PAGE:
Can I Buy Shares in Any Incorporated Company?

by Dennis Hartman, studioD

Buying shares of stock is one of the major forms of investing for individuals and businesses. However, not every business lists shares of stock on an open market. This is true even of incorporated companies, which may file for corporate status to achieve legal protection but never elect to sell stock to the public.


When a company chooses to incorporate, it must file paperwork with the state in which it operates. Each state has its own laws for incorporating, which gives a business special legal status as a person. This shields owners from liability in the event that someone files a lawsuit against the business. However, it does not necessarily mean that the business will begin offering stock to members of the general public.

Public Trading

The only time you have the ability to buy stock in a company whenever you choose is once it has issued stock that is being publicly traded. This is the case with most stock on major exchanges, which brokers buy and sell for their clients during each trading day. Publicly traded stock has a market price that rises and falls based on the prices buyers and sellers agree to. However, many incorporated companies do not have their stock listed for sale on any exchange.


An IPO, or initial public offering, is the process through which an incorporated company lists its stock for sale on an exchange. The process is costly and time-consuming, involving a thorough financial audit and review from regulatory authorities with the federal government and the exchange where the company plans to list its stock. During an IPO, underwriters first offer stock to high value clients. This means that even when an incorporated company begins trading, you may not be able to buy its shares immediately if demand is high.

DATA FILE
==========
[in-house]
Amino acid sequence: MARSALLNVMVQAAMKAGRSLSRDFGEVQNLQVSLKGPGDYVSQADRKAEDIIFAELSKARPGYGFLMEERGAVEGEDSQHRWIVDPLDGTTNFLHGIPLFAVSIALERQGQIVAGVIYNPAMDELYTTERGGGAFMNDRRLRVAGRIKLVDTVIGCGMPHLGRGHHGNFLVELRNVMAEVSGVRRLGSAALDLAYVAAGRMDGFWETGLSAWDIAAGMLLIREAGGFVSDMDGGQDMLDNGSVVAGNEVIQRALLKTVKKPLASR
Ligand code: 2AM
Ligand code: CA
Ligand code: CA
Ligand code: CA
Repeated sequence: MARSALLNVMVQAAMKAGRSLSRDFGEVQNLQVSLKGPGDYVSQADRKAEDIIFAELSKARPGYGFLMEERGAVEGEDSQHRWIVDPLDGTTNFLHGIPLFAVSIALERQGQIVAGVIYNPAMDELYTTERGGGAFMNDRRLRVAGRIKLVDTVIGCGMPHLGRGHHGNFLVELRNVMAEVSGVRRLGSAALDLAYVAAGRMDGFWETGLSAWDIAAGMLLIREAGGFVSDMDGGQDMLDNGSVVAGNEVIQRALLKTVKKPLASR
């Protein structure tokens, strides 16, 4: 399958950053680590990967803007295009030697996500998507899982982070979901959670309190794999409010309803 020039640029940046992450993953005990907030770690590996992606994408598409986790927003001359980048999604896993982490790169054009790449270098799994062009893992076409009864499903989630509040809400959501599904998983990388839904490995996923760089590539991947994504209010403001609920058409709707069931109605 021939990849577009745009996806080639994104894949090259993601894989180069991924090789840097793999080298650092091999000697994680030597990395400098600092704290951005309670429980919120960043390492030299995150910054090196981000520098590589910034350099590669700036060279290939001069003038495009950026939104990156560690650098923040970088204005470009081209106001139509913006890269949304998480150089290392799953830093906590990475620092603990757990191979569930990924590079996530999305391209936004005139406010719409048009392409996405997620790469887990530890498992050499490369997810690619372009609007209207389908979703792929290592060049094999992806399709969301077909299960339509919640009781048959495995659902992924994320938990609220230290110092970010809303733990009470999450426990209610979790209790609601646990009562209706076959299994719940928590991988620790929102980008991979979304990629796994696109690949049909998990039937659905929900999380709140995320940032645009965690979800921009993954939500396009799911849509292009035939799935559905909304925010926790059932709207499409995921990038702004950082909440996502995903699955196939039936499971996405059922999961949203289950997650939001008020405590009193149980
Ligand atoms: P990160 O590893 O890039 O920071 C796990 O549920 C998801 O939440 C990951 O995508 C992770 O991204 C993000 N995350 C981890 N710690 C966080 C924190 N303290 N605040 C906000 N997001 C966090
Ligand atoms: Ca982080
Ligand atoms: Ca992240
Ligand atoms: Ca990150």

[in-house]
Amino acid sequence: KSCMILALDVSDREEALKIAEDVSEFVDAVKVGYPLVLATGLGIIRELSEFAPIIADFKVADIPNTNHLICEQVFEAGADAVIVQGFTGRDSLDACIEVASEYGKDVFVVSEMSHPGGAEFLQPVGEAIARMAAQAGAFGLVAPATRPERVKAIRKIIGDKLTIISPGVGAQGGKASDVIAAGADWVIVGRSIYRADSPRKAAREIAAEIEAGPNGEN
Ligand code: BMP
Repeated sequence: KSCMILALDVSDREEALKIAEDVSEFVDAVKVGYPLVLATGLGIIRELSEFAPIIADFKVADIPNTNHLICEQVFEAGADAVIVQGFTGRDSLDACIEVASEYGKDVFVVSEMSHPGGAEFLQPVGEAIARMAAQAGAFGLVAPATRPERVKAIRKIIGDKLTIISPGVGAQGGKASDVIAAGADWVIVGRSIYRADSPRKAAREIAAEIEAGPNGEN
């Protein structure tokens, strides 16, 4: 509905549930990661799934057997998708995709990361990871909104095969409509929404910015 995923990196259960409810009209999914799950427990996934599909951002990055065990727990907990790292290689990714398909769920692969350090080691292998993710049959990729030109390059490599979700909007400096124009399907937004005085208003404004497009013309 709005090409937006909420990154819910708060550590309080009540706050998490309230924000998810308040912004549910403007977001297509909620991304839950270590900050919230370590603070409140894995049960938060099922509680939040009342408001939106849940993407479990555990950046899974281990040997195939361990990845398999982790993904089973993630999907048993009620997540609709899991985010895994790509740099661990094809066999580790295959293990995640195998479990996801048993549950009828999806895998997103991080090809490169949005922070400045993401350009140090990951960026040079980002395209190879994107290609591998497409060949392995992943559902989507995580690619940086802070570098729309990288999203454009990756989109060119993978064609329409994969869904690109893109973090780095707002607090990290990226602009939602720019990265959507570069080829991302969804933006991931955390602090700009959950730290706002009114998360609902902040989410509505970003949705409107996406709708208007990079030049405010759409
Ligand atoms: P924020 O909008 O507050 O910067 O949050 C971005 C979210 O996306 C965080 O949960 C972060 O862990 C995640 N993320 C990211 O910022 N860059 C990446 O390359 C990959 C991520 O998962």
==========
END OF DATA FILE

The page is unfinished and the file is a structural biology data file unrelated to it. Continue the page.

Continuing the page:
Other Options

Some incorporated companies offer individuals other ways to invest or buy shares without listing on public exchanges. For example, small businesses may allow investors to buy shares, or take on ownership, through subscription agreements. Subscription agreements allow investors to become partners in the business. They serve as contracts that specify the level of an investor's financial contribution to the company and the company's obligations to the partner. However, a business that offers subscription agreements can choose to accept or deny partner candidates as its leaders choose. This leaves only publicly traded companies open to investment from anyone.

About the Author

Dennis Hartman is a freelance writer living in California. His work covers a wide variety of topics and has been published nationally in print as well as online. Hartman holds a Bachelor of Fine Arts from Syracuse University and a Master of Arts from the State University of New York at Buffalo.

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